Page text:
By Ernesto Londono and Aziz Alwan
Washington Post Foreign Service
Tuesday, November 2, 2010; 7:15 PM
BAGHDAD - A string of at least 20 explosions shook the Iraqi capital Tuesday night, most of them in Shiite neighborhoods, authorities said.
The rare coordinated attack, which included car bombings, roadside bombings and mortar fire, prompted officials to impose a curfew in the capital shortly after 8 p.m.
The blasts killed at least 63 people and wounded 285, Iraqi police officials said, citing early reports from the field. The Associated Press reported 76 killed, citing unidentified Iraqi officials.
Teams of American soldiers were dispatched to some of the blast sites to assist Iraqi security forces, military spokesman Lt. Col. Eric Bloom said, adding that U.S. military radar had picked up 13 to 17 explosions Tuesday night, none thought to be the result of a mortar or rocket attack. Bloom said the attacks appeared to be the work of the Sunni insurgent group al-Qaeda in Iraq.
"This seems to be typical AQI tactics," he said in an e-mail.
U.S. soldiers have become a rare sight in Baghdad since June 2009, the deadline the Iraqi government set for Americans' nominal departure from cities as part of a bilateral agreement signed the year before.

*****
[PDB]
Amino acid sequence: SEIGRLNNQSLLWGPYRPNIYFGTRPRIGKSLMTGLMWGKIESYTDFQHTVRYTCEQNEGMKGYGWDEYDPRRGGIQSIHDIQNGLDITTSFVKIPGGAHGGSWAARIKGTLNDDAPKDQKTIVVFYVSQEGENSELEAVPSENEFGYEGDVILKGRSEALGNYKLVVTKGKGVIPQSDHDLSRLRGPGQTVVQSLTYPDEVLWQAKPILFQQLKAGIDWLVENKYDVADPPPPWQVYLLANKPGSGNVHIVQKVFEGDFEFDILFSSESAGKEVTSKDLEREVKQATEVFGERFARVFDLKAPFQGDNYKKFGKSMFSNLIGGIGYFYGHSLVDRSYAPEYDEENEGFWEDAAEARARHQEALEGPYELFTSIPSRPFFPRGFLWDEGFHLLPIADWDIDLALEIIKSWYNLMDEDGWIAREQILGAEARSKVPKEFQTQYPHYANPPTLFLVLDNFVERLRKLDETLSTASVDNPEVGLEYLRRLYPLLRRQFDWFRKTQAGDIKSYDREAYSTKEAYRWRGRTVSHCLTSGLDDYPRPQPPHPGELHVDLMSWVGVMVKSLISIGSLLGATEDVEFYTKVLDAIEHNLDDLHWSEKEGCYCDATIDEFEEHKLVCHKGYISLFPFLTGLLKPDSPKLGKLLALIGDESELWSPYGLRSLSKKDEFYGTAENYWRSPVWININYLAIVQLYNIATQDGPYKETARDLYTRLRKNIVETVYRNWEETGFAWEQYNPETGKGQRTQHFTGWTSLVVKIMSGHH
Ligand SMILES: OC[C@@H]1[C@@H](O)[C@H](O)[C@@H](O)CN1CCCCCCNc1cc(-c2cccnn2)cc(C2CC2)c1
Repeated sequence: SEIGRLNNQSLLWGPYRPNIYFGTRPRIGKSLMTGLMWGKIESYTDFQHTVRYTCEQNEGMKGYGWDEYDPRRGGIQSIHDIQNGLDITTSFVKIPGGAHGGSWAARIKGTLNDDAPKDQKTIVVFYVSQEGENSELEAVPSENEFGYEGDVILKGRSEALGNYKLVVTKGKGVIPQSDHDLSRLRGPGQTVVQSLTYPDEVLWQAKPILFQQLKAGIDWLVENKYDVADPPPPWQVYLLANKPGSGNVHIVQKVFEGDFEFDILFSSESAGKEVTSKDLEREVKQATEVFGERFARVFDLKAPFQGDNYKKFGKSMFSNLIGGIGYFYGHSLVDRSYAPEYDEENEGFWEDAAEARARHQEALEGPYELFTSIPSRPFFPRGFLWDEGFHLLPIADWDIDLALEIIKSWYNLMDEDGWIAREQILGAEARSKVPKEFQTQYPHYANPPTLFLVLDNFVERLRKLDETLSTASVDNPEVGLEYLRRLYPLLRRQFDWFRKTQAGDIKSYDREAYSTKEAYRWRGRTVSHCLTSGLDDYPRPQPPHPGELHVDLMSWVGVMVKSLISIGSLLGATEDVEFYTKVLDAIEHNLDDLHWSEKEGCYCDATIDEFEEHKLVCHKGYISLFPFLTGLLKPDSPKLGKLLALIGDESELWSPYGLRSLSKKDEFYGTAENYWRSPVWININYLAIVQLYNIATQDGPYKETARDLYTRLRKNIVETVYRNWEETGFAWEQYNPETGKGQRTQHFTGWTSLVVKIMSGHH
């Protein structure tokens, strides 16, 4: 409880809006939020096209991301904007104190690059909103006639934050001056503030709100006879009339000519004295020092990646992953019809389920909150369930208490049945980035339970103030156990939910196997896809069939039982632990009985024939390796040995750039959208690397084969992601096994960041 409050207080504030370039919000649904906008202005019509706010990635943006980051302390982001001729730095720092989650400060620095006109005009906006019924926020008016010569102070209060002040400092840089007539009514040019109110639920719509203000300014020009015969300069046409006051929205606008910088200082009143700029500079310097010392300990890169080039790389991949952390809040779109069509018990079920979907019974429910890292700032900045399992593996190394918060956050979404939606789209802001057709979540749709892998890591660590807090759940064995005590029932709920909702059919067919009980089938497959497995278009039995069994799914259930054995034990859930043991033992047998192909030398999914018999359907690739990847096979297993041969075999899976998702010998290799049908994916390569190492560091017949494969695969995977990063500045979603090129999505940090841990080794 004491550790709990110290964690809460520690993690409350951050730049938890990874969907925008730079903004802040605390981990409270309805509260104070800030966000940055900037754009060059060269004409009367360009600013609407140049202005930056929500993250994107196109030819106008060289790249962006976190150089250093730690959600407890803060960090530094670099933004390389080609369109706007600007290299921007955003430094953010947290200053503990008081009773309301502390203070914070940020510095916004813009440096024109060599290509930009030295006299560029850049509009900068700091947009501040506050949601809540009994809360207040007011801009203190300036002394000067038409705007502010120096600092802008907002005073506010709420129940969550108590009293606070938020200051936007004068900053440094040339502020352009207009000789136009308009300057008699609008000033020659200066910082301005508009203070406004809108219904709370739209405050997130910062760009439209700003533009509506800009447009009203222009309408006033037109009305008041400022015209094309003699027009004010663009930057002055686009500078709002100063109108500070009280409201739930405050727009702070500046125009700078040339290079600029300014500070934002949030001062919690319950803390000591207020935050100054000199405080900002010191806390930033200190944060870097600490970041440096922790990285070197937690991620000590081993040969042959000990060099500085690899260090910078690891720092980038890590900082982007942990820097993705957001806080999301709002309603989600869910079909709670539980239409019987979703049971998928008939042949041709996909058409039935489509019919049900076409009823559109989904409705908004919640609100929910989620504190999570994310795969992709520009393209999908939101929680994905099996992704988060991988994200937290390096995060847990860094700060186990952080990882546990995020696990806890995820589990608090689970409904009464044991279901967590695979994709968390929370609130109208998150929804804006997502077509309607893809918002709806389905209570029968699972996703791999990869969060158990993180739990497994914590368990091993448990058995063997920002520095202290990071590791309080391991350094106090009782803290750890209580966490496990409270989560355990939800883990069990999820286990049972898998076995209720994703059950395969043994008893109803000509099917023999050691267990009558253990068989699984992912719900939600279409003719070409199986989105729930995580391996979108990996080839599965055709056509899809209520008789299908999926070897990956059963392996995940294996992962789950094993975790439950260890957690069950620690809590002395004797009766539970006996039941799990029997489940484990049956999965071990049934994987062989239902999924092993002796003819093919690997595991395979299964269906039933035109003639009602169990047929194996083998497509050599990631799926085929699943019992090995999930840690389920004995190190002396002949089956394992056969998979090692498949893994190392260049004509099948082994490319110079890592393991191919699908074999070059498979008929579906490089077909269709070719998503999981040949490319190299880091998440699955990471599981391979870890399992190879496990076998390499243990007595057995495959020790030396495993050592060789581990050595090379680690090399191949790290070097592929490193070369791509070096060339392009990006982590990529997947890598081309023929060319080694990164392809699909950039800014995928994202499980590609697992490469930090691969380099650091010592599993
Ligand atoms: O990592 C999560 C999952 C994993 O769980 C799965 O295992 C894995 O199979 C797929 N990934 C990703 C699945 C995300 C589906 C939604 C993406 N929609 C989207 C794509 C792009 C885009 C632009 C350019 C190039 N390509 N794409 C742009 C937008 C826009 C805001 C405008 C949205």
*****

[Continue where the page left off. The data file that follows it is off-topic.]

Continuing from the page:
Coming two days after an attack on a Baghdad Catholic church during Mass in which 58 people were killed, the newest wave of violence infuriated Iraqis. Many blamed the worsening security situation on their elected officials, who have been unable to form a government since parliamentary elections March 7.
"There is no government," said Baghdad resident Hamid Ahmed al-Azawi, 51. Referring to Iraq's political leaders, many of whom live inside the heavily fortified Green Zone, he added: "If the Americans leave tomorrow, we will assemble a team of 500 armed men to topple the Green Zone. How much longer are the Americans going to protect them?"
Lawmakers are at loggerheads over who is entitled to become prime minister and whether the post should be weakened.
As the blasts began thundering through the city shortly after sunset, Baghdadis huddled inside homes and merchants closed shops early. Traffic thinned, ambulances wailed and U.S. helicopters circled overhead as this violence-weary capital returned to a familiar defensive posture.
Sunni extremists have carried out coordinated bombings in Shiite areas in the past in an effort to stoke sectarian violence. The tactic succeeded in 2006 and 2007, but retaliatory sectarian attacks have diminished in recent years.
Violence has spiked sharply across Iraq in recent months, according to U.S. military data. Between June and September, 784 Iraqis were killed and nearly 3,000 were wounded in acts of violence, according to the quarterly report to Congress by the U.S. Special Inspector General for Iraq Reconstruction that was released over the weekend.
Although the number of security incidents remains well below the levels of 2006 and 2007, it increased fivefold during the period covered in the report.
Alwan is a special correspondent.